Childbirth is one of the most intensive and energy sapping experiences a woman undergoes. But baby coming out is not the only thing that happens during delivery. In the first of our two part series on vaginal tears, also known as perineal lacerations, we give you the low down on when, how and to what extent they occur.
As a new mother, exhilaration cannot even begin to explain the emotions that course through your veins when the nurse hands you your baby for the first time. Then in what seems like just seconds, in one swift move, your baby is whisked away, your legs are back on stir-ups and the doctor ‘goes back in’ for a little ‘house-keeping’. Of course the ‘house-keeping’ ranges for all mothers and while for some it is more of a simple wipe and an OKAY from the doctor, for others it may be as drastic as landing on a surgical table for an obstetric procedure.
Tears occur when a baby stretches the vagina to a point where the perineum – the tissue that lies below the vaginal opening and above the anus – strains, stretching to its breaking point. They are common in first time vaginal deliveries but can also occur in subsequent ones especially if one experienced a tear in their previous delivery.
They also occur in cases where a baby is big (weighing more than four kgs), when one pushes for a long time, has delivery through the use of forceps, or your baby is in breech position, that is, their head is facing upwards or when the distance between one’s vaginal opening and the anus is shorter than average.
Tears manifest in different ways and are categorized as follows:
Intact tears: In this case, there is no injury to the genitalia and while it is sore, does not require stitches.
Grazes: Here, there are some splits or removal of some skin on the perineum, vagina or labia. They do not require stitches and heal with time.
First-degree tear: This is a small tear usually at the very base of the vaginal opening. It involves the top layer of the skin and a small amount of underlying tissue, but no muscle tissue. It does not require stitches unless your caregiver feels it is absolutely necessary and even then, they may be one or two.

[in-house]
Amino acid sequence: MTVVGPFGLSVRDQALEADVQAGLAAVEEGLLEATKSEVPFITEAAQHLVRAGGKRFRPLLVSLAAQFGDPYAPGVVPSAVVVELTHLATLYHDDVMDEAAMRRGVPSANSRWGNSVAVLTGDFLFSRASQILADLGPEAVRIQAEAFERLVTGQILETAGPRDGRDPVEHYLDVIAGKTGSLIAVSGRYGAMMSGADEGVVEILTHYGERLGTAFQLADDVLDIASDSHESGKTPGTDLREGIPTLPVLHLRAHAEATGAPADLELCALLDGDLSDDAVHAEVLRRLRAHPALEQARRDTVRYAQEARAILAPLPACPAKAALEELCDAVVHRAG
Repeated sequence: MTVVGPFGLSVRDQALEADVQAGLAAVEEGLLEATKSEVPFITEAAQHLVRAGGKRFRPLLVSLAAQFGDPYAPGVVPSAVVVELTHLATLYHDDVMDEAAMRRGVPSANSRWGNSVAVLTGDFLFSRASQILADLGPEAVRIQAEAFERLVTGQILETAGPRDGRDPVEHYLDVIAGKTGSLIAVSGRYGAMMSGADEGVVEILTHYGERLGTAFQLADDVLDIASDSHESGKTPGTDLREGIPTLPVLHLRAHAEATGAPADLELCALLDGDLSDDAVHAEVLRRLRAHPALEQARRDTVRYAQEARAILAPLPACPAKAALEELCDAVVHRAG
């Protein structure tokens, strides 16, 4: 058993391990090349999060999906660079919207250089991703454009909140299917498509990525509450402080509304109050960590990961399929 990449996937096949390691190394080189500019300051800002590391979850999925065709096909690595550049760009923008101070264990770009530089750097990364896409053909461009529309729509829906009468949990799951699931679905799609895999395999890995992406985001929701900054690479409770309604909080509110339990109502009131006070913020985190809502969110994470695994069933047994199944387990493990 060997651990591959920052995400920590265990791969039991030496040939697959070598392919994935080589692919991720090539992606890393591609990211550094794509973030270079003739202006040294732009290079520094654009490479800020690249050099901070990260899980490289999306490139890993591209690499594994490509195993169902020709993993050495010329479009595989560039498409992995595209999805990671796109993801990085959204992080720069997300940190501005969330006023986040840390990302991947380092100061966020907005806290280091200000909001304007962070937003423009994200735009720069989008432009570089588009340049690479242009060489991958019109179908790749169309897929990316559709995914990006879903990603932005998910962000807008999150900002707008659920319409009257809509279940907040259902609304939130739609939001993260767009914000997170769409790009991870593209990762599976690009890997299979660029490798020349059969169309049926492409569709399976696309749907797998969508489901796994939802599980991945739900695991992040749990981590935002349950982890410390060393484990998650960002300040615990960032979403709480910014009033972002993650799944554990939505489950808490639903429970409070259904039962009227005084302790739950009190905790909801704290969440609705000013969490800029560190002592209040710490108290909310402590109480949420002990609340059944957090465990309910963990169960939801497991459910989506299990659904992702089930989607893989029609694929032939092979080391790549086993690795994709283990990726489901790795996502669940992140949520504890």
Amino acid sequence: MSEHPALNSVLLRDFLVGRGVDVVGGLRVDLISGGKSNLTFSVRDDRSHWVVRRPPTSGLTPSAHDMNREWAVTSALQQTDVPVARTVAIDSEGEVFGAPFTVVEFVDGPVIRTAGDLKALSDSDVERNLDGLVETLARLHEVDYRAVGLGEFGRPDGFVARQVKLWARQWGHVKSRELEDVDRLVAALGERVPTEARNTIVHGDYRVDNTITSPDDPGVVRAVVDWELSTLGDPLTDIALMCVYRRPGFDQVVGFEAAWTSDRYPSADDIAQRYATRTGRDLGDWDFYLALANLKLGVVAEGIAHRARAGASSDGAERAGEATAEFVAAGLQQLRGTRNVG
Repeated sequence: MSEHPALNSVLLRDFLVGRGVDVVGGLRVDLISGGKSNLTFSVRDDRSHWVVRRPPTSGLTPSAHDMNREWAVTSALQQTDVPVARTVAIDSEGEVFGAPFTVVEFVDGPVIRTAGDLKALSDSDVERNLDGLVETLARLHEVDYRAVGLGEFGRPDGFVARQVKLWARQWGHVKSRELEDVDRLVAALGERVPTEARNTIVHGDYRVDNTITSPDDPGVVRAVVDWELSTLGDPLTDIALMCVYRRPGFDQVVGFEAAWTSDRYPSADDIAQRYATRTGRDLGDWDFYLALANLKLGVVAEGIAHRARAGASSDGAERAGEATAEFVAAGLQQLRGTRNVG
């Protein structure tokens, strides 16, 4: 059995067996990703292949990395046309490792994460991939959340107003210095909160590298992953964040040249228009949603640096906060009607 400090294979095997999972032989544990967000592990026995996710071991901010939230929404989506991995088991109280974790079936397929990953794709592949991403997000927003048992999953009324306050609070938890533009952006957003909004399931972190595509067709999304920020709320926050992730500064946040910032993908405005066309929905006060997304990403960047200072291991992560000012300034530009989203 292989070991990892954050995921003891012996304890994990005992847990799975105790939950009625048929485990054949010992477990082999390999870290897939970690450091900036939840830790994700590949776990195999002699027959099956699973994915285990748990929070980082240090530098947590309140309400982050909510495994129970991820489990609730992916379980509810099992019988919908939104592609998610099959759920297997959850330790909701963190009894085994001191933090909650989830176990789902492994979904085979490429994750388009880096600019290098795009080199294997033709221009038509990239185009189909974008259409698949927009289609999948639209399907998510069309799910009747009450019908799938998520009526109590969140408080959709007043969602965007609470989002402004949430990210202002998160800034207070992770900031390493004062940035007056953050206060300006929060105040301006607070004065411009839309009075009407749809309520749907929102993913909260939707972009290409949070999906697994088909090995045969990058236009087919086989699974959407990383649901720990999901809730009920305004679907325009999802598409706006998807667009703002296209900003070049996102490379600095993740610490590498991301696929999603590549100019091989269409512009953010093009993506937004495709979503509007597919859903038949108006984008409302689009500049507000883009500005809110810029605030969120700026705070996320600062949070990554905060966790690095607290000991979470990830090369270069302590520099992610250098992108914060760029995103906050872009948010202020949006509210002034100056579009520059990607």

Second-degree tear: This tear involves the vaginal skin, the underlying tissue and the pelvic floor muscles. It will require stitches to help the muscle rejoin and maintain effective functioning of the pelvic floor.
Vaginal wall tears: They occur when the inside of the vaginal walls split. They are common where forceps are used to guide the baby’s head in the right direction during childbirth. They can also happen if a birth is too fast or baby is larger than average. Sometimes the perineum is left intact, and the vagina looks uninjured from the outside, but the woman has tears inside the vagina so your caregiver needs to make a correct diagnosis of the same. Shallow tears usually heal by themselves but in the event they are deep or heavy bleeding occurs, then stitches will be required.
Third and fourth-degree tears: These extend through the vaginal skin, underlying tissue, pelvic floor muscles and the edge of the opening of the anus (with a fourth degree tear, it goes right through to the anus) and can be the cause of cumbersome fistulas. Both require specialised treatment from a qualified obstetrician.
Cervical tears: They occur inside the cervix when delivery is through the use of forceps, fast or the cervix is not fully dilated. They also form the commonest type of traumatic post delivery bleeding and require stitching under anaesthesia.
Periurethral tears: Tearing around the urethra or the opening through which urine passes occurs when there is a sudden extension of the fetal head at the time of delivery. It is important for your caregiver to press gently on the fetal head at the time of delivery and guide it to a slow and gradual extension at the time of birth. It’s a common culprit as well to profuse bleeding as it’s surrounded by a lot of blood vessels.
In the next issue we will tackle on ways to reduce tearing and some home-based remedies to ease your healing process once at home.